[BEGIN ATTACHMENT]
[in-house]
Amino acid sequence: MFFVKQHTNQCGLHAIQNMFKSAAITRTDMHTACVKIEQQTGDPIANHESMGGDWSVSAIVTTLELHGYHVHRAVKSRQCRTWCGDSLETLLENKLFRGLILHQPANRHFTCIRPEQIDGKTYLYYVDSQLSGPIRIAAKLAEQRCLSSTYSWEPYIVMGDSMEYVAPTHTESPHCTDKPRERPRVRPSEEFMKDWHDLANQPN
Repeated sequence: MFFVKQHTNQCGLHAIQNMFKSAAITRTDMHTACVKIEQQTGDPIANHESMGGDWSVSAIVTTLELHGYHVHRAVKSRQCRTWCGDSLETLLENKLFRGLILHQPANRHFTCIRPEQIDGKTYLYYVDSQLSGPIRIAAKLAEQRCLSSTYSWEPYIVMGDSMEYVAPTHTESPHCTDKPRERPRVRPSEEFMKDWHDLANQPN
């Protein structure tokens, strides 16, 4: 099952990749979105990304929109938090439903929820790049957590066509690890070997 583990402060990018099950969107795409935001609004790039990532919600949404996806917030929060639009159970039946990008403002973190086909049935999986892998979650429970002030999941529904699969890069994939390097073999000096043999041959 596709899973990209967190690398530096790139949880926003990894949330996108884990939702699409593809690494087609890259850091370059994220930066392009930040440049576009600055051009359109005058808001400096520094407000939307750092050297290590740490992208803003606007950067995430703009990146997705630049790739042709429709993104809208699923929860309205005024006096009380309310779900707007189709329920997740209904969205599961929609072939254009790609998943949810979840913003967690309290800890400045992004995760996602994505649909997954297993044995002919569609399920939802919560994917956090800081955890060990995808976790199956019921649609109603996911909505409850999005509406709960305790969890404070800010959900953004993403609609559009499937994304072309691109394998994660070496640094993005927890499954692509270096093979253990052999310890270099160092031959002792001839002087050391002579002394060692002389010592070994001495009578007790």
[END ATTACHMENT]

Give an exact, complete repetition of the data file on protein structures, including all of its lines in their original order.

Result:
[in-house]
Amino acid sequence: MFFVKQHTNQCGLHAIQNMFKSAAITRTDMHTACVKIEQQTGDPIANHESMGGDWSVSAIVTTLELHGYHVHRAVKSRQCRTWCGDSLETLLENKLFRGLILHQPANRHFTCIRPEQIDGKTYLYYVDSQLSGPIRIAAKLAEQRCLSSTYSWEPYIVMGDSMEYVAPTHTESPHCTDKPRERPRVRPSEEFMKDWHDLANQPN
Repeated sequence: MFFVKQHTNQCGLHAIQNMFKSAAITRTDMHTACVKIEQQTGDPIANHESMGGDWSVSAIVTTLELHGYHVHRAVKSRQCRTWCGDSLETLLENKLFRGLILHQPANRHFTCIRPEQIDGKTYLYYVDSQLSGPIRIAAKLAEQRCLSSTYSWEPYIVMGDSMEYVAPTHTESPHCTDKPRERPRVRPSEEFMKDWHDLANQPN
């Protein structure tokens, strides 16, 4: 099952990749979105990304929109938090439903929820790049957590066509690890070997 583990402060990018099950969107795409935001609004790039990532919600949404996806917030929060639009159970039946990008403002973190086909049935999986892998979650429970002030999941529904699969890069994939390097073999000096043999041959 596709899973990209967190690398530096790139949880926003990894949330996108884990939702699409593809690494087609890259850091370059994220930066392009930040440049576009600055051009359109005058808001400096520094407000939307750092050297290590740490992208803003606007950067995430703009990146997705630049790739042709429709993104809208699923929860309205005024006096009380309310779900707007189709329920997740209904969205599961929609072939254009790609998943949810979840913003967690309290800890400045992004995760996602994505649909997954297993044995002919569609399920939802919560994917956090800081955890060990995808976790199956019921649609109603996911909505409850999005509406709960305790969890404070800010959900953004993403609609559009499937994304072309691109394998994660070496640094993005927890499954692509270096093979253990052999310890270099160092031959002792001839002087050391002579002394060692002389010592070994001495009578007790």